Even if certain people have a rabid anti-NRA bias, justified or not, OP would be doing himself a disservice by not including it. Most people here have focused on the potential downsides of being NRA affiliated (such as being perceived as nutty mcnutterson), but he would actually be bringing a type of diversity that is in demand at law schools.
To quote Asha:
For example, it's important to us as an institution to have a variety of viewpoints represented in order to foster robust and challenging classroom discussion -- to this end, we're very interested in having ideological diversity in each class. Law students, and by extension law schools, are on the whole liberal-leaning, so it's up to admissions officers like me to make sure we identify and attract those students who might be more right-of-center. Now, it's harder to surgically target these students, since political affiliations aren't something that LSAC asks you to check on your profile. A few years ago we tried a desperate, shotgun approach and sent invitations to apply to highly-qualified students from the Red States. Our volume dropped that year.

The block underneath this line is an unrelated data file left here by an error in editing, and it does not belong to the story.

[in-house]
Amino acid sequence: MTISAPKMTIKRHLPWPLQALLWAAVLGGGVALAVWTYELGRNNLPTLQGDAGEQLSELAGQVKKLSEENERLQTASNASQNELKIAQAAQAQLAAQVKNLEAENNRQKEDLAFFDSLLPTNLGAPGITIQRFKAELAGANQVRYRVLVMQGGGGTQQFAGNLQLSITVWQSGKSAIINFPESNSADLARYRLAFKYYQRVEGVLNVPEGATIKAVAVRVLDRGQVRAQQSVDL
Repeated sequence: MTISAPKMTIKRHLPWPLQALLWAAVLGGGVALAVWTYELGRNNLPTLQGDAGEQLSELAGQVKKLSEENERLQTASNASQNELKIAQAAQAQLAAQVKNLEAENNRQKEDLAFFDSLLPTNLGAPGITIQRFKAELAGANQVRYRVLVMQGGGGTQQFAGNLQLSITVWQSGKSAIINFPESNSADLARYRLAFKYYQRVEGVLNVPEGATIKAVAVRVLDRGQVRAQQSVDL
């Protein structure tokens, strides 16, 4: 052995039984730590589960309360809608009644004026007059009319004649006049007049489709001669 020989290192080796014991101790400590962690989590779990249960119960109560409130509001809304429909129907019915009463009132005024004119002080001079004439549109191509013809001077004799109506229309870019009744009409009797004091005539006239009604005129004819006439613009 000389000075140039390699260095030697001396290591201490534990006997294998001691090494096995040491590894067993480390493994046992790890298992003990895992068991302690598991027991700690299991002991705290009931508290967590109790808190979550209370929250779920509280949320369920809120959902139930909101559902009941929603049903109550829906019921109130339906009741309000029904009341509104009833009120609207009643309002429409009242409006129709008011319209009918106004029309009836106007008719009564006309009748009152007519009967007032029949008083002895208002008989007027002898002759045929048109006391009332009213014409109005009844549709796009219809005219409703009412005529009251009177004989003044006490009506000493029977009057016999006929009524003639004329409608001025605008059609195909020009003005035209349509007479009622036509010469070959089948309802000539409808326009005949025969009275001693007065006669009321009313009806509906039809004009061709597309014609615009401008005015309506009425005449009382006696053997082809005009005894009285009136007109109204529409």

(http://blogs.law.yale.edu/blogs/admissi ... doves.aspx)
Now, whether or not OP is an extreme right-wing crazy that so many of us imagine NRA supporters to be or even actually conservative, he did the application equivalent of "checking the box." He made her job easy. She wants him.

If being honest, showing that he has a passion for something, showing his leadership ability and responsibility, and showing that he doesn't spend all his time playing video games are not sufficient to convince OP to include it on his resume, a Dean Asha stamp of approval is the last consideration I can offer.